Just like life in general, the Coronavirus pandemic seems to have its ups and downs. While on one hand, vaccine programs are being rolled out the world over, on the other, new COVID-19 strains have been emerging. In December 2020, it was reported that a new variant of the coronavirus that causes COVID-19, was identified in the United Kingdom. Since then, other variants have been identified elsewhere and are under investigation as well. The new UK strain, which was rumoured to be deadlier and more transmissible began to raise a lot of questions and rightfully so. It is vital to know and be aware of the dangers you may face. Will you be at a greater risk of catching the virus? Will the COVID-19 vaccines work? Is there anything new or different you can do to keep you and your family safe?
Here is everything you need to know about the new virus.
How do variants emerge?
Coronaviruses have their genetic material in something called RNA (ribonucleic acid). When it infects us, they attach themselves to our cells, get inside them and make copies of their RNA to help them spread. Sometimes, copying mistakes occur and the RNA gets changed. These random accidents are called mutations, and it is a normal part of what happens to multiplying viruses.
What is Different About the UK Virus Strain?
The mutation found in the UK virus strain is hardly “new”, as it was discovered in September 2020. The coronavirus mutations were first found in both a South African variant (B.1.351) and a Brazilian variant (P.1). It was later found in a UK variant as well (B.1.1.7), which has accounted for about 70% of COVID-19 cases in the UK since December 2020. This newly discovered variant saw a huge spike in cases in south-east England and London.
The variant is said to spread about 70% faster and easier than COVID-19 (SARS-CoV-2). In January 2021, experts reported that this variant may be associated with an increased risk of death compared to other variant viruses, but more studies are needed to confirm this finding. Scientists have put all of their efforts into studying the various mutations occurring. One such mutation that requires concern is the E484K mutation in the spike protein. This mutation occurs specifically in the Receptor Binding Domain (RBD) section of the coronavirus. This section helps the virus latch onto our cells and infect us. Mutations in the RBD can make the virus more infectious by helping it to bind more tightly to our cells.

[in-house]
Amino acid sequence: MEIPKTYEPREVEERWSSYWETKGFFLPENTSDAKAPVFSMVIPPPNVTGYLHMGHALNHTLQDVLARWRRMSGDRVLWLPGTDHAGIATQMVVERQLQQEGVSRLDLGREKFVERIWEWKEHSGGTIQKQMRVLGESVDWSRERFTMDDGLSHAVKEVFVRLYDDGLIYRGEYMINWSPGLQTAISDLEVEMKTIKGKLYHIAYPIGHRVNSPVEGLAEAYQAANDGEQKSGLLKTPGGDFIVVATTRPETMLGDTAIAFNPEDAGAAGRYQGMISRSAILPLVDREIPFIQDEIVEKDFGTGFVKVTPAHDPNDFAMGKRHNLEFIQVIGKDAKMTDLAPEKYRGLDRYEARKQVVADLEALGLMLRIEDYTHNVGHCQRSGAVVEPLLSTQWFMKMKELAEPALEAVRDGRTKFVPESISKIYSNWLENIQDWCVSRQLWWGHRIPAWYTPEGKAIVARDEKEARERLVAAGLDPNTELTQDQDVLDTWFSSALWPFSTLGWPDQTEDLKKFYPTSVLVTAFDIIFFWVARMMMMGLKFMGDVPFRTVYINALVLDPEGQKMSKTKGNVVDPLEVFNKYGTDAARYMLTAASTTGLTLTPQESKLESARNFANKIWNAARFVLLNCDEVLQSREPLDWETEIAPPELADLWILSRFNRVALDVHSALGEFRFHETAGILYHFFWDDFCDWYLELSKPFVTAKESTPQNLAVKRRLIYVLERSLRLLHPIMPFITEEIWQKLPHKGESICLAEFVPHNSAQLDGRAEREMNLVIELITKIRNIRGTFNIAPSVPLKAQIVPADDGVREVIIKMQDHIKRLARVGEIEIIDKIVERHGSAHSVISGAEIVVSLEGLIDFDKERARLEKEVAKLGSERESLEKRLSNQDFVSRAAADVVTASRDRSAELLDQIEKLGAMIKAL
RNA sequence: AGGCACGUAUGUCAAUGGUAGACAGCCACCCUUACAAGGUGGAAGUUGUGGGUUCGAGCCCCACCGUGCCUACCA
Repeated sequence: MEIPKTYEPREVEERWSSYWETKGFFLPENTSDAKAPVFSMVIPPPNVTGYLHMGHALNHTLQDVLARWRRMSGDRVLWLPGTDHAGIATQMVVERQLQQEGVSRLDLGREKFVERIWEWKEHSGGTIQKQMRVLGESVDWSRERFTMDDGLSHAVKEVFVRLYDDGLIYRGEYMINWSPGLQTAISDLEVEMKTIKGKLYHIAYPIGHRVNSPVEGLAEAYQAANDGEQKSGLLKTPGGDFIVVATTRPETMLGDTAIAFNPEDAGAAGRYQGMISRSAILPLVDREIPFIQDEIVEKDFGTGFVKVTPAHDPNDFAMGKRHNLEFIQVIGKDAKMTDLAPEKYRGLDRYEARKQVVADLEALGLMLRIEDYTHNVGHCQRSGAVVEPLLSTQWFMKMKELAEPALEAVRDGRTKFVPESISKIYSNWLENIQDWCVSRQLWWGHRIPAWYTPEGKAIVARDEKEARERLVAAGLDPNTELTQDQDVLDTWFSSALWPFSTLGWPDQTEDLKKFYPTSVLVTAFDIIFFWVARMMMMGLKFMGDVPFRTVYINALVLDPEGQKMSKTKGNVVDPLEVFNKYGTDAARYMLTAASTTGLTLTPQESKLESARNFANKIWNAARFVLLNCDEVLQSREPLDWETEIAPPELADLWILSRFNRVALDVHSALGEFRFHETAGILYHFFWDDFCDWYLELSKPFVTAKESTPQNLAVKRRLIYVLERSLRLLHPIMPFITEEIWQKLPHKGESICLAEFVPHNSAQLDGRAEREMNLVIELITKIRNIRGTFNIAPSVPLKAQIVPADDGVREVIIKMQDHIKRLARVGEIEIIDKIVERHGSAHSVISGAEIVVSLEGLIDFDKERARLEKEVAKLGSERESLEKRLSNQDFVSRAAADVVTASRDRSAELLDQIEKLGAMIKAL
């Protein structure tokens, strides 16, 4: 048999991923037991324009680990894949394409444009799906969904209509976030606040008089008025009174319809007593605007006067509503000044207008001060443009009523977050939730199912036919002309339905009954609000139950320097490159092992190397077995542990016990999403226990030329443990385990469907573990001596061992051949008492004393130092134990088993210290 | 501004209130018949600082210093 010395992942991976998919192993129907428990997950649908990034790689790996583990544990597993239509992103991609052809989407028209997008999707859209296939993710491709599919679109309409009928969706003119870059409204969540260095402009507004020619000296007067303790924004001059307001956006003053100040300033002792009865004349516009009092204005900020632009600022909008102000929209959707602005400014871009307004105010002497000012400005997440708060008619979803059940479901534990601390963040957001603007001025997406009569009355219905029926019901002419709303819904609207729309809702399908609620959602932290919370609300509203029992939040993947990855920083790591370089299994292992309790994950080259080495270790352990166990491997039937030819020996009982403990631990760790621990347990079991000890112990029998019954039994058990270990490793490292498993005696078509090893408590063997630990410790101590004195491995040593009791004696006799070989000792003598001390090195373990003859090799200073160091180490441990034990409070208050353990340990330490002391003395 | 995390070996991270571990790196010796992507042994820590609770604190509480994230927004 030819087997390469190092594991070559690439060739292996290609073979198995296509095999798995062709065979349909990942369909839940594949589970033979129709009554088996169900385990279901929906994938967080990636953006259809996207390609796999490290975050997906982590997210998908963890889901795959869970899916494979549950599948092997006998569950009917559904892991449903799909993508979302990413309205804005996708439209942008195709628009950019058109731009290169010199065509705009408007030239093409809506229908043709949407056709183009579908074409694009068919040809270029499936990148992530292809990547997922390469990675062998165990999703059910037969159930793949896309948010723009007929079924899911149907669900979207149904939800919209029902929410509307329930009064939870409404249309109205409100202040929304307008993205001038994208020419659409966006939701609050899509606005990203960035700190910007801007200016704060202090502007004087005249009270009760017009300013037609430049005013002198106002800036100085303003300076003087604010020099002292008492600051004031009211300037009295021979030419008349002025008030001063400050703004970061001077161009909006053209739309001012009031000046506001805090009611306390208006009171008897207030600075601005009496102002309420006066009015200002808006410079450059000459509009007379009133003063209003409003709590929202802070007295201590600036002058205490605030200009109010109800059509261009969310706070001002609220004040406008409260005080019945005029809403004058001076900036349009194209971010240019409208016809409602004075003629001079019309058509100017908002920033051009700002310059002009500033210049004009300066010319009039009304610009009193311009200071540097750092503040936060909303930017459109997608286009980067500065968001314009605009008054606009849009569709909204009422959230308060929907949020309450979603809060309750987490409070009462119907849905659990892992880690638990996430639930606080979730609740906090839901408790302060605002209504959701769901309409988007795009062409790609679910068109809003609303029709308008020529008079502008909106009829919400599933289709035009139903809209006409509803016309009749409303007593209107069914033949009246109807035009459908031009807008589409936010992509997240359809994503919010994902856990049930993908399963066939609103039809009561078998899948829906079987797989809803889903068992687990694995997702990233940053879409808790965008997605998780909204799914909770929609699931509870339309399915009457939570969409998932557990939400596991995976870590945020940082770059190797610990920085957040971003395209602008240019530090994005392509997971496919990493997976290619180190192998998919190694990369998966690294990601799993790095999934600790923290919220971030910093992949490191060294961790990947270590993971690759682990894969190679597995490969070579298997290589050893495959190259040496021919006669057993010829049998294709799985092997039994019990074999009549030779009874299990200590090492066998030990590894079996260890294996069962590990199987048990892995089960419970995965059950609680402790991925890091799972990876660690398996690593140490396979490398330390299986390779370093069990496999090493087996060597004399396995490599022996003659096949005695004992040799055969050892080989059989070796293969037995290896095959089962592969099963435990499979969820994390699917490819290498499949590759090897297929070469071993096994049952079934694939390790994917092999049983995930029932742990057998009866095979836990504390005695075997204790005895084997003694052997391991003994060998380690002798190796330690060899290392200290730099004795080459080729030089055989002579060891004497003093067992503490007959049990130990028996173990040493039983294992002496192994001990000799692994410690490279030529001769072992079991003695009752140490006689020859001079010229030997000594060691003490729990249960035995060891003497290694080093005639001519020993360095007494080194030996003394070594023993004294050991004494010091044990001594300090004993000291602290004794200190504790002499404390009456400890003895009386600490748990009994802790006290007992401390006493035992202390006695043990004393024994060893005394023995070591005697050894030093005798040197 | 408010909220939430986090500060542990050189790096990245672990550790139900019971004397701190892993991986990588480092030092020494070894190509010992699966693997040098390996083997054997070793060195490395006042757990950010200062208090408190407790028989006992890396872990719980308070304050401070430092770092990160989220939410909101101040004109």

How Does This Strain Affect the COVID-19 Vaccine?
One of the key factors in taking the COVID-19 vaccine is that we develop immunity to the coronavirus. This is also true for patients who have got the virus already. This immunity is mainly due to the development of antibodies that bind to the Receptor Binding Domain. A mutation of COVID-19 affecting this domain would make the new vaccine ineffectual by evading these antibodies. E484K is one such mutation. There has been growing speculation that this mutation may affect the vaccine as it continues to mutate, however, this has yet to be confirmed by experts. The vaccine may need to be reworked and several booster shots may be required.
As of February 2021, there have been 11 cases of this mutation. Studies are still underway, therefore there is very limited information available. But the minimal cases that are being seen in the UK with the E484K mutation could be an indication that the increased immunity that the COVID-19 vaccine provides, is working. The World Health Organization (WHO) says laboratory studies are ongoing to determine whether the new virus has different biological properties or could alter vaccine efficacy. Read our blog for an insight into the mRNA COVID-19 vaccine.
How are Officials Tracking the New Strain?
Officials in the UK continue to conduct various epidemiological and virological investigations to determine whether the variant causes people to become sicker, whether it can re-infect people who previously had Covid-19 and what kind of antibody response it prompts. They are also conducting genomic surveillance to understand the scope of spread of the new variant across the country and have placed affected areas under tier 4 restrictions, the strongest Covid rules in the country.
In the United States, the CDC states that the new strain could already be among the country. The CDC launched a new program in November, the National SARS-CoV-2 Strain Surveillance program, to sequence more virus samples. Each state in the US is expected to send the CDC at least 10 samples every other week for sequencing and further study.
What Can You Do To Keep Yourself Safe?
According to the CDC, the new strains of the virus can still be detected by the original COVID-19 tests. It would therefore be advised to get tested for the COVID-19 virus if you have any of the following symptoms; cough, cold, fever, breathlessness, etc. We at Buckhead Medicine provide the required COVID-19 testing in Georgia, Atlanta. Getting tested before and after travelling to and from the US is also vital. Read our blog on which COVID-19 tests are required for international travel (Will attach the link when the blog is live) to know more.
Studies are yet to show whether the new variants render the vaccine ineffective. Studies have shown, however, that the new variants still respond to the COVID-19 medication that is being used to treat infected people. After you get tested for the virus, ensure that you get in touch with your healthcare provider to follow up on your condition and administer the right medications.